As I write this I am sitting in the AdventureMobile parked in Apgar Campground in Glacier National Park. Over the last month or so I’ve spent 8 days in Grand Teton National Park, 3 weeks exploring Yellowstone, and now Glacier.
I know there are people who plan their trips a year in advance and make reservations for every stop. I don’t do that. My plans change frequently. At one point I was planning to work this summer and had a job lined up, then changed my mind and decided to spend the summer traveling with the WINs. Then that plan got delayed when I was stuck in Livingston dealing with some medical stuff. Once I finally caught up with the WINs in Missouri, I was with them for less than a week when I left to head up to Forest City, Iowa to get some things fixed at the Winnebago Factory Service Center.
I finally got back with the WINs in South Dakota and stayed with them until Grand Teton. It wasn’t until Grand Teton that I realized Yellowstone is just up the road and decided to go there.
So, how do you get a site in one of the most iconic and heavily visited National Parks, in the summer, without a reservation?
The first thing to know is that most National Park campgrounds do not take reservations, they are first come, first served. For example, there are 13 campgrounds in Glacier National Park. Two of those campgrounds are 100% reservable, and in one other, half of the sites can be reserved. And those reservable sites are solidly booked right through the summer season. You could go online and get a night here or there, but that’s about it.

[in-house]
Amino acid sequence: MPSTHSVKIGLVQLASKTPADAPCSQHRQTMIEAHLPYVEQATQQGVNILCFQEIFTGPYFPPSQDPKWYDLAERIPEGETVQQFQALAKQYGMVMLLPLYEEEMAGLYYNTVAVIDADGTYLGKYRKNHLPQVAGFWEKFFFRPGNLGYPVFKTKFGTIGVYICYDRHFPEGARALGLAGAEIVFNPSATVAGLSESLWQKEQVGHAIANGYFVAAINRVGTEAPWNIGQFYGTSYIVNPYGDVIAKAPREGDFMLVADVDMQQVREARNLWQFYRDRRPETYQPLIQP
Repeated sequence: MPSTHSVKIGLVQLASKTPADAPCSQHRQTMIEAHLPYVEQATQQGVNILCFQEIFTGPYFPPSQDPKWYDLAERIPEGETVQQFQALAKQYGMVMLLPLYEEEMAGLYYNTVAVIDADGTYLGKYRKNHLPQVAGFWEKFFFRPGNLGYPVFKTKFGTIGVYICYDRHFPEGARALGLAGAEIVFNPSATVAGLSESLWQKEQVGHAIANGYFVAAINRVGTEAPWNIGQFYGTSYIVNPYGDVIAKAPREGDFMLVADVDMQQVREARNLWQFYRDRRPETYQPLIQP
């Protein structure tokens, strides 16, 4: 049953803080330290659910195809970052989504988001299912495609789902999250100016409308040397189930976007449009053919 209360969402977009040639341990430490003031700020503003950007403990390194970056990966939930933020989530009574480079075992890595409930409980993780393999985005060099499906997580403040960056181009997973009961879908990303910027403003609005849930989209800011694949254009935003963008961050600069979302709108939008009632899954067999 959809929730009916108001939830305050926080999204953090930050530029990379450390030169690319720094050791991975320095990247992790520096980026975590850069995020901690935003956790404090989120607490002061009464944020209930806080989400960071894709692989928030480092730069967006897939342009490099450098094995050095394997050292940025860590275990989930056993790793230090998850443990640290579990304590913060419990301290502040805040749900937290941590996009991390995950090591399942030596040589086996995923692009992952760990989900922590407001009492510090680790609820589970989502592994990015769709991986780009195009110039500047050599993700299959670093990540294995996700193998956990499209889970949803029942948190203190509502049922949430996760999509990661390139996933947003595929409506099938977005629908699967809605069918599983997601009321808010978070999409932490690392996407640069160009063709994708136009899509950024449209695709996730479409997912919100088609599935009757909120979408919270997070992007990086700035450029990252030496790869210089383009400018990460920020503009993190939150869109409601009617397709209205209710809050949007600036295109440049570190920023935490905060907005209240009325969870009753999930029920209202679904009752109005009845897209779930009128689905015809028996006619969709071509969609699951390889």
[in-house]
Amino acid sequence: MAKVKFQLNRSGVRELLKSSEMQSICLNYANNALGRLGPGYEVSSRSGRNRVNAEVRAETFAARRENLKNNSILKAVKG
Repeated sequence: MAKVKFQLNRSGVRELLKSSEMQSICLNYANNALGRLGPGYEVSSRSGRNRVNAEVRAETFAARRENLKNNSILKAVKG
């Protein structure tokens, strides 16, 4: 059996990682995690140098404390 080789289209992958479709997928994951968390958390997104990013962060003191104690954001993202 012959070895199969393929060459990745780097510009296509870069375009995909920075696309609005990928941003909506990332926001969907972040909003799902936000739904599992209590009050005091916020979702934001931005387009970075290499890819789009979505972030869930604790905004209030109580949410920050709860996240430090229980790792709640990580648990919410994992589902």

It is also important to know that NPS campgrounds are not RV parks! The typical National Park campground was designed for tenters. Sites are small, and typically there are no hookups. There may or may not be a dump station. Some do not allow RVs at all. Others only allow RVs up to a certain length; say 25 feet. Still others allow RVs but have only a limited number of sites which can accommodate larger rigs. So you have to do your research. Check the NPS website for information about the campgrounds in the park you want to visit. I also check campgroundreviews.com, as people often list specific sites and the size of their rig.
The campground I am in now, Apgar Campground, has 194 sites but only 25 that can accommodate RVs “up to 40 feet.” And on some of those 25 sites, it will be next to impossible to get level.